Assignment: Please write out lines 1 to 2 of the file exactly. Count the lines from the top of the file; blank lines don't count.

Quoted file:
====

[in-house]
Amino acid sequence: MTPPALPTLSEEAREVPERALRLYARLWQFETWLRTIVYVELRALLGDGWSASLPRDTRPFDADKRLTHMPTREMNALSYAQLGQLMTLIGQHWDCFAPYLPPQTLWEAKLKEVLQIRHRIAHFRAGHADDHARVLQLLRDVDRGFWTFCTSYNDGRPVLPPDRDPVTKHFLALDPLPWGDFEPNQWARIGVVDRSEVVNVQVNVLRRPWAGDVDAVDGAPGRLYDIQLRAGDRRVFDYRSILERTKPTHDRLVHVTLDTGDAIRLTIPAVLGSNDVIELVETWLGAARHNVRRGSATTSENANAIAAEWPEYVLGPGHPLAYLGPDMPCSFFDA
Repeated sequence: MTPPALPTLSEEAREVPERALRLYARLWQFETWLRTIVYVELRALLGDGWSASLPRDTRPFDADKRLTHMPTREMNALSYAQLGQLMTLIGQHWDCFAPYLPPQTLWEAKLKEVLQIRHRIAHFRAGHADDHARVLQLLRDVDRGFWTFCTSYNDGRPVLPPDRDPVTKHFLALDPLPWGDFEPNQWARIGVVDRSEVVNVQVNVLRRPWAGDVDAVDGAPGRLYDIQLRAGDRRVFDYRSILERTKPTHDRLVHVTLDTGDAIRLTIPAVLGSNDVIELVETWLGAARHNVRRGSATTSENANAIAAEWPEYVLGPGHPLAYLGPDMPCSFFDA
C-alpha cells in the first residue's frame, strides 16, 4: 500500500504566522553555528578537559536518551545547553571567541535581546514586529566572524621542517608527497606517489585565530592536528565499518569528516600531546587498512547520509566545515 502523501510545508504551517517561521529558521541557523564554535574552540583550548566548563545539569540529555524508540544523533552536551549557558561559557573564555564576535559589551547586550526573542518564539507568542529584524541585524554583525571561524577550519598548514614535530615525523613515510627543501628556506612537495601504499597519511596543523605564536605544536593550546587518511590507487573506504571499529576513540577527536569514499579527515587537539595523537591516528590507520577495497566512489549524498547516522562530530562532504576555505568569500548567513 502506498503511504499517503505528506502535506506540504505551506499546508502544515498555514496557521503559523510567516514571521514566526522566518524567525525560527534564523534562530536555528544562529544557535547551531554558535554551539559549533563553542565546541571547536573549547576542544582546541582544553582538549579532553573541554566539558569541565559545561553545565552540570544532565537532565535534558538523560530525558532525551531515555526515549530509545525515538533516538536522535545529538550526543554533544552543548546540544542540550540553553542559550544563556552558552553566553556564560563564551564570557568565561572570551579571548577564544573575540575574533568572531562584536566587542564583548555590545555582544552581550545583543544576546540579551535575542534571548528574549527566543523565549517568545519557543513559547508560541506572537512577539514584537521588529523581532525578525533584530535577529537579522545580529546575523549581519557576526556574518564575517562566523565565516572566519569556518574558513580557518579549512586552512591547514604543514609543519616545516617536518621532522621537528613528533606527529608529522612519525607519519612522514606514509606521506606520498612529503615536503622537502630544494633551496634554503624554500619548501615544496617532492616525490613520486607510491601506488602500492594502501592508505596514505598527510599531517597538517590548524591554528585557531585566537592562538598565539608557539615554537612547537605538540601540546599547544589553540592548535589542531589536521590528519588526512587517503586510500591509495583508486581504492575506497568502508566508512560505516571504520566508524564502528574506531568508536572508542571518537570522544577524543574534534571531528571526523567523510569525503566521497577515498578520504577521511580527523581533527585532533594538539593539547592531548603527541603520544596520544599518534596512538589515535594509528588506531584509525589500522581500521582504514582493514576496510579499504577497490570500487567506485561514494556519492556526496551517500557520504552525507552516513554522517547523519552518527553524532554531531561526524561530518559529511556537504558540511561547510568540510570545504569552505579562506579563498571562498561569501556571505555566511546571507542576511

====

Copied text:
[in-house]
Amino acid sequence: MTPPALPTLSEEAREVPERALRLYARLWQFETWLRTIVYVELRALLGDGWSASLPRDTRPFDADKRLTHMPTREMNALSYAQLGQLMTLIGQHWDCFAPYLPPQTLWEAKLKEVLQIRHRIAHFRAGHADDHARVLQLLRDVDRGFWTFCTSYNDGRPVLPPDRDPVTKHFLALDPLPWGDFEPNQWARIGVVDRSEVVNVQVNVLRRPWAGDVDAVDGAPGRLYDIQLRAGDRRVFDYRSILERTKPTHDRLVHVTLDTGDAIRLTIPAVLGSNDVIELVETWLGAARHNVRRGSATTSENANAIAAEWPEYVLGPGHPLAYLGPDMPCSFFDA